Category Archives: Biotechnolgy

Slide show on Bats – relevant to evolution of flying mammals

The Secret Lives of Bats by Scientific American

 

Bat Anatomy

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20 unbelievable TED Talks for Biology Majors

This is a good collection of topics ranging from evolution, conservation, botany, synthetic life and cellular communication.

TED Talks collection: http://www.bestcollegesonline.com/blog/2011/09/27/20-unbelievable-ted-talks-for-biology-majors/

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The Birds of Singapore – Online Book

 

Our concept is very simple.  In fact, it might seem a little altruistic, possibly even anarchic!

 

We feel many reference books should be published on the World Wide Web, made freely accessible to anyone with a computer and an internet connection, especially books that are very rare or out of print.

It will facilitate research and will be environmentally friendly since students will no longer have to make reams of photo-copies at reference libraries.

The true concept, however, will be best applied to works-in-progress.  Many natural history books tend to get updated every five to ten years.  Buying such updates can become an expensive business for students or libraries, even for the publishers.

Published on the Web, minor corrections or major updates can be done even on a day-to-day basis, at practically no additional cost at all.  The book keeps on growing and, literally, becomes a living book!


The Birds of Singapore

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Filed under Biotechnolgy, Books, Ecology, Teaching

Citizen Science

From Scientific American Magazine:

What is Citizen Science?

Research often involves teams of scientists collaborating across continents. Now, using the power of the Internet, non-specialists are participating, too. Citizen Science falls into many categories. A pioneering project wasSETI@Home, which has harnessed the idle computing time of millions of participants in the search for extraterrestrial life. Citizen scientists also act as volunteer classifiers of heavenly objects, such as in Galaxy Zoo. They make observations of the natural world, as in The Great Sunflower Project. And they even solve puzzles to design proteins, such as FoldIt. We’ll add projects regularly—and please tell us about others you like as well.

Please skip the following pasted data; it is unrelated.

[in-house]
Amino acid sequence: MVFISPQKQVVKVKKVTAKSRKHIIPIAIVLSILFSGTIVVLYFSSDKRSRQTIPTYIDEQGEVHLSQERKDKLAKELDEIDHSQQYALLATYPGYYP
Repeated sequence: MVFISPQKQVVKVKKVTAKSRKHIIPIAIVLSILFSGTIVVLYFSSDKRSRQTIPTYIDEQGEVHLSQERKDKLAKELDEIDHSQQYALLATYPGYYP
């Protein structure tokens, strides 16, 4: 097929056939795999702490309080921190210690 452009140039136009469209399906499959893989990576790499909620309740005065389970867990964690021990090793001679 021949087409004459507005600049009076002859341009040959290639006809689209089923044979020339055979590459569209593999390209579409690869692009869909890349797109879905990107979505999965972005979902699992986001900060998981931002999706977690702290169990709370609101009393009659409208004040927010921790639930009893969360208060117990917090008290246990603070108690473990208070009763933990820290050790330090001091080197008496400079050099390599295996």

List of Citizen Science Projects here.

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2010 in review

The stats helper monkeys at WordPress.com mulled over how this blog did in 2010, and here’s a high level summary of its overall blog health:

Healthy blog!

The Blog-Health-o-Meter™ reads This blog is doing awesome!.

Crunchy numbers

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A Boeing 747-400 passenger jet can hold 416 passengers. This blog was viewed about 7,300 times in 2010. That’s about 18 full 747s.

In 2010, there were 37 new posts, growing the total archive of this blog to 165 posts. There were 16 pictures uploaded, taking up a total of 1mb. That’s about a picture per month.

The busiest day of the year was April 25th with 55 views. The most popular post that day was Evolution simulation games.

Where did they come from?

The top referring sites in 2010 were eatwellgetwell.wordpress.com, google.com, search.aol.com, mycrazyreader.info, and statistics.bestproceed.com.

Some visitors came searching, mostly for evolution simulation game, bacteria phylogeny evolution 2009, biosphere game, transpiration animation, and evolution simulation games.

Attractions in 2010

These are the posts and pages that got the most views in 2010.

1

Evolution simulation games August 2007
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2

Biology Overseas Fieldtrip to Tanjung Sutera Resort, Sedili 13-14 March 2008 March 2008

3

Excellent resource on transpiration March 2008

4

On digestion February 2008

5

Jane Goodall Institute March 2007

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Learn.Genetics from Genetic Science Learning Center From University of Utah

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Learn.Genetics is a good stop for a quick overview of genetics and genomics.

 

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The epigenome at a glance



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